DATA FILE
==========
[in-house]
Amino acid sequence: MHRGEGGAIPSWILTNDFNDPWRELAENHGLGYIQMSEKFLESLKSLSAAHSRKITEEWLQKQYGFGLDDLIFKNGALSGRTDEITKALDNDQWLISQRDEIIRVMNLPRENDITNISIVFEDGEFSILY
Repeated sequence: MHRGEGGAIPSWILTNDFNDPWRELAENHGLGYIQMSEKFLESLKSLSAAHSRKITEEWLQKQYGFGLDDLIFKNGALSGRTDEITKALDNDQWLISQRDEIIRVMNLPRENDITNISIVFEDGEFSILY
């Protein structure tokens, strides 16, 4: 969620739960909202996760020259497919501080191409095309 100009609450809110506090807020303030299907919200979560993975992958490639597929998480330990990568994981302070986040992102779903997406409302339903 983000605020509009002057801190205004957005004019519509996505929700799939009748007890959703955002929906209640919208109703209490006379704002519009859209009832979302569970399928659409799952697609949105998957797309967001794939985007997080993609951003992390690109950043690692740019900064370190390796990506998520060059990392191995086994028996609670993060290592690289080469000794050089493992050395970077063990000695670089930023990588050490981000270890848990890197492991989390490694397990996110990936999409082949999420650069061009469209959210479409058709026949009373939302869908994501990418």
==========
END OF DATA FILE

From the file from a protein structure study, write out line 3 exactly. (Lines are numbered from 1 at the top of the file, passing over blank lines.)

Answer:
Repeated sequence: MHRGEGGAIPSWILTNDFNDPWRELAENHGLGYIQMSEKFLESLKSLSAAHSRKITEEWLQKQYGFGLDDLIFKNGALSGRTDEITKALDNDQWLISQRDEIIRVMNLPRENDITNISIVFEDGEFSILY